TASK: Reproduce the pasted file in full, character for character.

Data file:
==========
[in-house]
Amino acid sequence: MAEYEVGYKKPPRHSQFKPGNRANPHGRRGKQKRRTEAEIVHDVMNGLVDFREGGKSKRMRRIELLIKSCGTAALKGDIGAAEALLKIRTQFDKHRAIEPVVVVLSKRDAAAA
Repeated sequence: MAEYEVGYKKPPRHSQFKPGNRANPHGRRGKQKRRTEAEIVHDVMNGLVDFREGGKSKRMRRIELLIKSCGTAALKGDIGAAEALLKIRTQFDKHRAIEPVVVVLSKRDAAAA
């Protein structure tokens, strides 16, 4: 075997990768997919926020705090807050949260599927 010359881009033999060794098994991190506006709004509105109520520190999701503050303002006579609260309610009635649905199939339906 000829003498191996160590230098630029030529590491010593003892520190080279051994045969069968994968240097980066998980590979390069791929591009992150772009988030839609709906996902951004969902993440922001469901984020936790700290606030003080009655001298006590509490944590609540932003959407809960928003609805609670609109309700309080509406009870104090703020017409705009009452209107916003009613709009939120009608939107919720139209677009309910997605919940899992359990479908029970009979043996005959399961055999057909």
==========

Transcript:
[in-house]
Amino acid sequence: MAEYEVGYKKPPRHSQFKPGNRANPHGRRGKQKRRTEAEIVHDVMNGLVDFREGGKSKRMRRIELLIKSCGTAALKGDIGAAEALLKIRTQFDKHRAIEPVVVVLSKRDAAAA
Repeated sequence: MAEYEVGYKKPPRHSQFKPGNRANPHGRRGKQKRRTEAEIVHDVMNGLVDFREGGKSKRMRRIELLIKSCGTAALKGDIGAAEALLKIRTQFDKHRAIEPVVVVLSKRDAAAA
């Protein structure tokens, strides 16, 4: 075997990768997919926020705090807050949260599927 010359881009033999060794098994991190506006709004509105109520520190999701503050303002006579609260309610009635649905199939339906 000829003498191996160590230098630029030529590491010593003892520190080279051994045969069968994968240097980066998980590979390069791929591009992150772009988030839609709906996902951004969902993440922001469901984020936790700290606030003080009655001298006590509490944590609540932003959407809960928003609805609670609109309700309080509406009870104090703020017409705009009452209107916003009613709009939120009608939107919720139209677009309910997605919940899992359990479908029970009979043996005959399961055999057909």